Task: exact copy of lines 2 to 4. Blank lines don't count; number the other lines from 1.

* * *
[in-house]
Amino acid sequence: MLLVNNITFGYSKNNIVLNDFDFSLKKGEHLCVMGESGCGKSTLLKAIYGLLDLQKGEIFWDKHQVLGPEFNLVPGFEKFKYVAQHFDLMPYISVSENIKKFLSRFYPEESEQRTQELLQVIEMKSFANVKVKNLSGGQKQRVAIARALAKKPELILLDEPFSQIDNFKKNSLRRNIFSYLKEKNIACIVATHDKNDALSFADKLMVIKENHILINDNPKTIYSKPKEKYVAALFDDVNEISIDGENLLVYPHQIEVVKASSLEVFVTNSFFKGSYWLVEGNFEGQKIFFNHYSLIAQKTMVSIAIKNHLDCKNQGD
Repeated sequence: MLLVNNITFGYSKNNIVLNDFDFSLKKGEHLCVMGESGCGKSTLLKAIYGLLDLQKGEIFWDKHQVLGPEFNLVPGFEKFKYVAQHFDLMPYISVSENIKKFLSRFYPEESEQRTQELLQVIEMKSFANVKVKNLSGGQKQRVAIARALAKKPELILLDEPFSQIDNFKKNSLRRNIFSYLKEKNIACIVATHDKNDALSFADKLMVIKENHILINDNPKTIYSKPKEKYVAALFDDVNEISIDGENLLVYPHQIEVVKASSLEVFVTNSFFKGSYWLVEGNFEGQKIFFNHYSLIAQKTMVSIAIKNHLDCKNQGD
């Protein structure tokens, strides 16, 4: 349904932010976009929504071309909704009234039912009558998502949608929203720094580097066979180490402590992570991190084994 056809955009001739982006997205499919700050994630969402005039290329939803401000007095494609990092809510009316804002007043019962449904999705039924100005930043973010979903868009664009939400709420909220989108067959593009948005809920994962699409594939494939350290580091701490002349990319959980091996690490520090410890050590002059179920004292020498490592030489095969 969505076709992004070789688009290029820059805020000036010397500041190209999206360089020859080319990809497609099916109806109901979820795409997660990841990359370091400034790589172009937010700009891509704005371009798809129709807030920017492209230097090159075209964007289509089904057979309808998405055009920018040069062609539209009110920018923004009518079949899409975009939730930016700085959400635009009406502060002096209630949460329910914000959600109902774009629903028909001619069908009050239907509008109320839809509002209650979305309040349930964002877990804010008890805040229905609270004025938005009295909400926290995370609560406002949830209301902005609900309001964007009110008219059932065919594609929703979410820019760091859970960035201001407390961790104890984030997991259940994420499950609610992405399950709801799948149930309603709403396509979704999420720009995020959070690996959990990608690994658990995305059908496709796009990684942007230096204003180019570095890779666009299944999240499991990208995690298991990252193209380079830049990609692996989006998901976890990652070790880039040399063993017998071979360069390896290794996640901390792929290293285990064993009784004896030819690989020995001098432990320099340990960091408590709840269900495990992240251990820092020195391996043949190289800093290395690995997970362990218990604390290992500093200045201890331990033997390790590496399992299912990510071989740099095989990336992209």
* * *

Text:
Amino acid sequence: MLLVNNITFGYSKNNIVLNDFDFSLKKGEHLCVMGESGCGKSTLLKAIYGLLDLQKGEIFWDKHQVLGPEFNLVPGFEKFKYVAQHFDLMPYISVSENIKKFLSRFYPEESEQRTQELLQVIEMKSFANVKVKNLSGGQKQRVAIARALAKKPELILLDEPFSQIDNFKKNSLRRNIFSYLKEKNIACIVATHDKNDALSFADKLMVIKENHILINDNPKTIYSKPKEKYVAALFDDVNEISIDGENLLVYPHQIEVVKASSLEVFVTNSFFKGSYWLVEGNFEGQKIFFNHYSLIAQKTMVSIAIKNHLDCKNQGD
Repeated sequence: MLLVNNITFGYSKNNIVLNDFDFSLKKGEHLCVMGESGCGKSTLLKAIYGLLDLQKGEIFWDKHQVLGPEFNLVPGFEKFKYVAQHFDLMPYISVSENIKKFLSRFYPEESEQRTQELLQVIEMKSFANVKVKNLSGGQKQRVAIARALAKKPELILLDEPFSQIDNFKKNSLRRNIFSYLKEKNIACIVATHDKNDALSFADKLMVIKENHILINDNPKTIYSKPKEKYVAALFDDVNEISIDGENLLVYPHQIEVVKASSLEVFVTNSFFKGSYWLVEGNFEGQKIFFNHYSLIAQKTMVSIAIKNHLDCKNQGD
């Protein structure tokens, strides 16, 4: 349904932010976009929504071309909704009234039912009558998502949608929203720094580097066979180490402590992570991190084994 056809955009001739982006997205499919700050994630969402005039290329939803401000007095494609990092809510009316804002007043019962449904999705039924100005930043973010979903868009664009939400709420909220989108067959593009948005809920994962699409594939494939350290580091701490002349990319959980091996690490520090410890050590002059179920004292020498490592030489095969 969505076709992004070789688009290029820059805020000036010397500041190209999206360089020859080319990809497609099916109806109901979820795409997660990841990359370091400034790589172009937010700009891509704005371009798809129709807030920017492209230097090159075209964007289509089904057979309808998405055009920018040069062609539209009110920018923004009518079949899409975009939730930016700085959400635009009406502060002096209630949460329910914000959600109902774009629903028909001619069908009050239907509008109320839809509002209650979305309040349930964002877990804010008890805040229905609270004025938005009295909400926290995370609560406002949830209301902005609900309001964007009110008219059932065919594609929703979410820019760091859970960035201001407390961790104890984030997991259940994420499950609610992405399950709801799948149930309603709403396509979704999420720009995020959070690996959990990608690994658990995305059908496709796009990684942007230096204003180019570095890779666009299944999240499991990208995690298991990252193209380079830049990609692996989006998901976890990652070790880039040399063993017998071979360069390896290794996640901390792929290293285990064993009784004896030819690989020995001098432990320099340990960091408590709840269900495990992240251990820092020195391996043949190289800093290395690995997970362990218990604390290992500093200045201890331990033997390790590496399992299912990510071989740099095989990336992209």